A new prospective regulatory framework for stablecoins and cryptocurrencies have been put forward by the European Commission. This was revealed on the website of the organization, alongside the original documents themselves.
Building On What’s Established
This framework in question will regulate a number of aspects in regards to digital commerce. A significant focus of these regulations is on blockchain companies, called “DLT market infrastructures,” and cryptocurrencies, referred to as “crypto assets.” Alongside this, it provides rules in regards to the digital finance industry at large.
The Commission is planning to build on the existing rules already put in place, and notes that a select number of crypto assets can already be classified under existing laws. However, these laws predate blockchain and cryptocurrencies as they are known today. With this in mind, this new proposal stands to suggest a regime for market infrastructures that wish to handle transactions made by cryptocurrencies.
Planning To Regulate Each Asset Separately
Alongside this, the framework is planned to protect the consumers against the other, unregulated crypto markets. Through doing so, it will regulate crypto custodial wallet providers, custody services, as well as exchanges.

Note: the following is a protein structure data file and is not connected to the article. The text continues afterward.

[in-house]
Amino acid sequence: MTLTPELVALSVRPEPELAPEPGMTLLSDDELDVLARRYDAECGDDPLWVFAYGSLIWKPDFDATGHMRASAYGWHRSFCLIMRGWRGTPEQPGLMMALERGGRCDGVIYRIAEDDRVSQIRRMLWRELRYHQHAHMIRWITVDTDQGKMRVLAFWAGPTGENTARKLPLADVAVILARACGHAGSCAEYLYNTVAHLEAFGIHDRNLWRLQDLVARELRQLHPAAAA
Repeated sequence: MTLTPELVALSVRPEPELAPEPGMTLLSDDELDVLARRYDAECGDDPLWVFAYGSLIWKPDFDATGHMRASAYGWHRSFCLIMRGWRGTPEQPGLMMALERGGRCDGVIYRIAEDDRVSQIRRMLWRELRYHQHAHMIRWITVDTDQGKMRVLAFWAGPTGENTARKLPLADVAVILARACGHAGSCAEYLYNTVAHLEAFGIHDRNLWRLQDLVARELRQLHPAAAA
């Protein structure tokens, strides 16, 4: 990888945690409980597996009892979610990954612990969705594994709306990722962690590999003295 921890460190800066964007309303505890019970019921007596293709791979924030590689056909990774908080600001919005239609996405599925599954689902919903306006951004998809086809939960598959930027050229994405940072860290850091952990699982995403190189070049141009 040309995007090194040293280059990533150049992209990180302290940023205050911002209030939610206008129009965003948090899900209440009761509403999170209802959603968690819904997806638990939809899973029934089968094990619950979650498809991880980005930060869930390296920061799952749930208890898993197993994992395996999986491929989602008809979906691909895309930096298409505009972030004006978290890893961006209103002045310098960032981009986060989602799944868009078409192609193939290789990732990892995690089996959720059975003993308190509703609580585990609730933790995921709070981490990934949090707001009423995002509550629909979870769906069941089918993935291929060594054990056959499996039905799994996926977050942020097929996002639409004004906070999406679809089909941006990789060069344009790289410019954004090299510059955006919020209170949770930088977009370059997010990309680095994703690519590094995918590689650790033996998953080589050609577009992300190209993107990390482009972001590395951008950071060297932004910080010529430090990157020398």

Further regulations come to the stablecoin space, which is a function that several countries within the EU had requested just earlier this month.
This proposed framework further aims to cover all forms of digital services and assets. This not only includes publicly traded cryptocurrencies, but also asset-backed tokens, utility tokens, e-money tokens, and stablecoins. The framework also establishes rules for companies handling assets on a decentralized ledger or DLT market infrastructures.
It should be noted that this proposal doesn’t treat all digital assets equally. That is, it doesn’t consider them all to be financial instruments. This is due to each asset having its own function and associated risks.
Trying To Boost Regulated Crypto In EU
The goal instead is to provide a level of “legal certainty” when it comes to these digital assets, allowing those in the European Union to feel less at risk when operating in this space, which is still legally gray for the most part.
More stipulations are under consideration, including mandating a digital finance service provider to have a physical presence within the EU in order to operate in it. Alongside this, capital requirements and government standards are to be implemented and will need to separate their own assets from their client assets.
These rules are restrictive, sure, but offer benefits alongside this, as well. A service that registers in one jurisdiction will be able to operate across the entire EU, doing so with an “EU passport.”